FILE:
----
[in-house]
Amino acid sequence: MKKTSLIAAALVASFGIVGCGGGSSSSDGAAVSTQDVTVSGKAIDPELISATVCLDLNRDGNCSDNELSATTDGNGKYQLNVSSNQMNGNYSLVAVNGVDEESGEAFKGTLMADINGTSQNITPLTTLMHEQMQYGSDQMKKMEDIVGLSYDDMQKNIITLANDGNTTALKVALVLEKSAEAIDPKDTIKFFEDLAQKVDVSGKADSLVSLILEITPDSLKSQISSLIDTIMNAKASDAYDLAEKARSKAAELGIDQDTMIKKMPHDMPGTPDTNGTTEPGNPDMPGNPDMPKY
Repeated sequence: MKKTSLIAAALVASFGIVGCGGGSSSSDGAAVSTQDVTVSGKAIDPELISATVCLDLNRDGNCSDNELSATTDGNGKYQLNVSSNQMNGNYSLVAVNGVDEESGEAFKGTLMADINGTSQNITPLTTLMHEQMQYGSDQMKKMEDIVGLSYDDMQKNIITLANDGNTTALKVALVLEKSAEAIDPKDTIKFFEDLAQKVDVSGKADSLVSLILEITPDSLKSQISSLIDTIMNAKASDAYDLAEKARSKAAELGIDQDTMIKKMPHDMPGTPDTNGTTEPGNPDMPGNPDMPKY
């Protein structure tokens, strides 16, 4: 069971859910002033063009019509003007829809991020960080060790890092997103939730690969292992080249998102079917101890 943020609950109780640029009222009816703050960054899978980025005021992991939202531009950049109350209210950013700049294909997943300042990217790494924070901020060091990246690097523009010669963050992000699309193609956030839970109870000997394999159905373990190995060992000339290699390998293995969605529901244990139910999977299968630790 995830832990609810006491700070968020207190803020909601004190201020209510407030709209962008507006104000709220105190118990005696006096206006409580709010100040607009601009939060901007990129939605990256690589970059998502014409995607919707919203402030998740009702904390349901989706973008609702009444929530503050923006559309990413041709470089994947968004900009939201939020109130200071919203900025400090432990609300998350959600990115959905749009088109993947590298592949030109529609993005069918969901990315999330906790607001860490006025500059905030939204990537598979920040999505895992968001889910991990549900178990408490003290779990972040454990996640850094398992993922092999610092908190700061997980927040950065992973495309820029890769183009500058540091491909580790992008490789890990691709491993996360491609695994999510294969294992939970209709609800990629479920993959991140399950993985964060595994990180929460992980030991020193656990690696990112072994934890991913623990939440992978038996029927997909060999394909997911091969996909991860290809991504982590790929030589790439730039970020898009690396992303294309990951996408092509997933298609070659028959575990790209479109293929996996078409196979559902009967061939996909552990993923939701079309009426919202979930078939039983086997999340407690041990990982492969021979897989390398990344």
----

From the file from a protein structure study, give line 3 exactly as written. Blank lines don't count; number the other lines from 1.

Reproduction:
Repeated sequence: MKKTSLIAAALVASFGIVGCGGGSSSSDGAAVSTQDVTVSGKAIDPELISATVCLDLNRDGNCSDNELSATTDGNGKYQLNVSSNQMNGNYSLVAVNGVDEESGEAFKGTLMADINGTSQNITPLTTLMHEQMQYGSDQMKKMEDIVGLSYDDMQKNIITLANDGNTTALKVALVLEKSAEAIDPKDTIKFFEDLAQKVDVSGKADSLVSLILEITPDSLKSQISSLIDTIMNAKASDAYDLAEKARSKAAELGIDQDTMIKKMPHDMPGTPDTNGTTEPGNPDMPGNPDMPKY